AUSTIN, Texas—An international research team, including two geologists from The University of Texas at Austin, has unearthed ancient stone tools from an unusual geological setting in Africa that may contribute to solving the mystery of the geographic origins and adaptations of modern humans. The findings push back by 10,000 years the date for earliest evidence of human consumption of shellfish, marking the onset of a new type of feeding strategy in human evolution.
The tools were found within a fossil reef terrace on the Red Sea coast of Eritrea. They suggest that early humans were adapted to coastal marine environments and ate seafood, including clams, crabs, scallops and oysters, as early as 125,000 years ago. Eritrea is located north of Ethiopia and southeast of the Sudan. The findings will be published in the May 4 issue of the journal Nature.
Dr. Richard T. Buffler, a professor of geological sciences and senior research scientist at the UT Austin Institute for Geophysics, and Berhane Negassi Ghebretensae, a UT Austin graduate student from Eritrea, participated in the project. The project was headed by Dr. Robert C. Walter, a geologist and geochronologist with Mexico’s Centro de Investigacion Cientifica y Educacion Superior de Ensenada in Baja California. The research team includes scientists from Eritrea, the U.S., Mexico, the Netherlands, France and Canada.
The Paleolithic hand axes and obsidian flakes and blades were discovered in a fossil reef terrace near the Eritrean village of Abdur on the Gulf of Zula. The reef terrace is about ten kilometers long and about six to fourteen meters above current sea level.
“This is the oldest documentation in the world of the utilization of marine resources — clams, crabs and oysters — which are found in this reef along with the stone tools,” Buffler said. “The use of marine seafoods as a food source indicates a new behavior for early humans.”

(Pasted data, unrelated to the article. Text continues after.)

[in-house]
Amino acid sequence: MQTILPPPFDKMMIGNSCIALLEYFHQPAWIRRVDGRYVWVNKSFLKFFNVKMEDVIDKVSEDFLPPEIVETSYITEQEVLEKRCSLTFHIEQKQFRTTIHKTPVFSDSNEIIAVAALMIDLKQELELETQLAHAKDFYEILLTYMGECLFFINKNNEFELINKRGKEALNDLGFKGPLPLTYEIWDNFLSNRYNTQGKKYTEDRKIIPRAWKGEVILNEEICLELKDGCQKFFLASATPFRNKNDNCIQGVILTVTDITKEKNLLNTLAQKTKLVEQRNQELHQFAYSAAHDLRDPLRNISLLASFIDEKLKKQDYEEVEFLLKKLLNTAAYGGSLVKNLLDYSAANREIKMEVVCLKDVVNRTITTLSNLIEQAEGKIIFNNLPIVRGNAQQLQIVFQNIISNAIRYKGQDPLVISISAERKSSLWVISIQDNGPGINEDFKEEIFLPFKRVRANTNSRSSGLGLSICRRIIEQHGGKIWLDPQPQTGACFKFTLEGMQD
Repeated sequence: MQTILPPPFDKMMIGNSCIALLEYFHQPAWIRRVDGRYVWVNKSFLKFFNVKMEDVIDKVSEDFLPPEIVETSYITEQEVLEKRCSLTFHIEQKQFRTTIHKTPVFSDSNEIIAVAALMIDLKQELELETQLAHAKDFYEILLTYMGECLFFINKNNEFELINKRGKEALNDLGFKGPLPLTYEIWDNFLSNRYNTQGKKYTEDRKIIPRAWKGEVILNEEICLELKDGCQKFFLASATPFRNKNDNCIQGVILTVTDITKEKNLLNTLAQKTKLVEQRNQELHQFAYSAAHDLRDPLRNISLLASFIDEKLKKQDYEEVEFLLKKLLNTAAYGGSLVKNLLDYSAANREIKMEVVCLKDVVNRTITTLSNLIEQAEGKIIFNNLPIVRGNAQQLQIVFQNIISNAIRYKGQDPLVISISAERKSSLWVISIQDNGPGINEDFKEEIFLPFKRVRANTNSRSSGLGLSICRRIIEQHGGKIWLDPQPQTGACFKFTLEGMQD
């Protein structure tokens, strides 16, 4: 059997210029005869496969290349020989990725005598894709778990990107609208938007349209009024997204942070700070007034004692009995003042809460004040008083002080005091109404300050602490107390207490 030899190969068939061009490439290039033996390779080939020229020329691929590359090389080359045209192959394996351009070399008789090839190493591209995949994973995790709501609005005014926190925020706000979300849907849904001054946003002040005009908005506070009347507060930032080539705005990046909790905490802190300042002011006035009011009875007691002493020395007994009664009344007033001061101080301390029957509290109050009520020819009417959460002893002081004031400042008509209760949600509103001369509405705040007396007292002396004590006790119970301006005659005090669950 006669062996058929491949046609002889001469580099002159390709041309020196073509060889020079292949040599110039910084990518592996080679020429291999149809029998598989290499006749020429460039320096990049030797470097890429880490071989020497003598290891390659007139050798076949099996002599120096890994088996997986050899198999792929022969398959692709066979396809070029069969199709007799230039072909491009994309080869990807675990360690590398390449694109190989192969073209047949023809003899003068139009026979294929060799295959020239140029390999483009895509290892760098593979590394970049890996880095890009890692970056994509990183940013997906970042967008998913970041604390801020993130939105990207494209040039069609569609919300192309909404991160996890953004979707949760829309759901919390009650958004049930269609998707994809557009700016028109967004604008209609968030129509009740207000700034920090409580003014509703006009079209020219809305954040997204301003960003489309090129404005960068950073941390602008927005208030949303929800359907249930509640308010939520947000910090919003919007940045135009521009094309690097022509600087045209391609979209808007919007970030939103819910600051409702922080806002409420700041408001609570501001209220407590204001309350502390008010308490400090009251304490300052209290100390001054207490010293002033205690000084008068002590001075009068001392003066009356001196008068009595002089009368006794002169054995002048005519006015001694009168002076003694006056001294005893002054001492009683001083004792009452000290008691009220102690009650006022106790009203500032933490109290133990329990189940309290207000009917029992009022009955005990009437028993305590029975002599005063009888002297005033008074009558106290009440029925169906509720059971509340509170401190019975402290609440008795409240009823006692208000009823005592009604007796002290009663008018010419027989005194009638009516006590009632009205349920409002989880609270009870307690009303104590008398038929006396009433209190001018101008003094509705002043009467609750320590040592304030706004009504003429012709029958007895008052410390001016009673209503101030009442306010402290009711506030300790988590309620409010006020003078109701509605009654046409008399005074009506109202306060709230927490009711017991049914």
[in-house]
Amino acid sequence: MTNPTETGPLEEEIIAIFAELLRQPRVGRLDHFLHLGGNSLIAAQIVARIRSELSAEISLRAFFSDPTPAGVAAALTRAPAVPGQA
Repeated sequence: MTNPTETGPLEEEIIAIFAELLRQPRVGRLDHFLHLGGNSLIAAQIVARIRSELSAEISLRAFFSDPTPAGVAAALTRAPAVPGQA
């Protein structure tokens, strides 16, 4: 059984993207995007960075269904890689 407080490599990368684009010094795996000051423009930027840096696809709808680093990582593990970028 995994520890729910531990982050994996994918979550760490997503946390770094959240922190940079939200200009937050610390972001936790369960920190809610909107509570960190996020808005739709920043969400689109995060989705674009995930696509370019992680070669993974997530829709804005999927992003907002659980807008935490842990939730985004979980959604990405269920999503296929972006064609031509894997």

“We would like to call this the ïfirst oyster bar,'” said Walter. “Abdur is an important site, not just because it is the earliest evidence for coastal marine occupation to date, but because it opens up the entire coast of Africa as a whole new realm of exploration for early human archaeology and paleontology.”
Buffler said the discovery “adds credence to the idea that early Homo sapiens originated in Africa, and migrated from there to Europe and Asia.”
The geographic origin of modern humans is a subject of intense debate. One school of thought contends that modern humans evolved semi-independently in Europe, Asia and Africa between 100,000 and 40,000 years ago. Another holds that modern humans evolved in Africa between 200,000 and 100,000 years ago, migrating to Eurasia at a later period. Direct paleontological, archaeological and biological evidence is required to resolve the conflict. The importance of finding ancient tools in Eritrea is that it favors an “out of Africa” migration.
“It is right on the potential migration route of modern humans out of Africa into Europe, Central Asia and over into Far Eastern Asia,” Buffler said.
The age of the stone tools found embedded in the rock was based on dating the fossil corals close to the tools by uranium-thorium mass spectrometric techniques to 125,000 years ago. The oldest previously known coastal site, the Klasies River mouth in South Africa, is estimated to be 115,000 years old, some 10,000 years later than the Abdur site. Rare occurrences of bifacial handaxes have been found on the surface of Pleistocene marine terraces from the Danakil Rift Valley of Eritrea and the Egyptian coast of the Red Sea. But they were not found in geological context, meaning direct estimates of their age were not possible.
“Nowhere else have stone tools been reported to be in a reef rock itself. So we know that the ancient people at Abdur were there on the reef and dropped these tools where they harvested their food. And the tools then became part of the geological record,” Buffler said.
Buffler said the team of researchers was traveling to another field area in the winter of 1997 when the group stopped near the reef. “We camped overnight and in the morning we started looking around and discovered the paleolithic tools in the reef,” Buffler said. The team, led by Walter and partly funded with a National Science Foundation grant, returned to study the area in more detail in January and February of 1999.
For more information, contact Dr. Richard T. Buffler at (512) 471-0448 or e-mail firstname.lastname@example.org or contact Katherine Ellins at (512) 232-3251 or e-mail email@example.com at the UT Austin Institute for Geophysics. Contact Dr. Robert C. Walter, project director, in Ensenada, Baja California at (011) 52 6 174 4501 (ext.) 26044 or e-mail firstname.lastname@example.org. For information on photos, contact Marsha Miller at (512) 471-3151.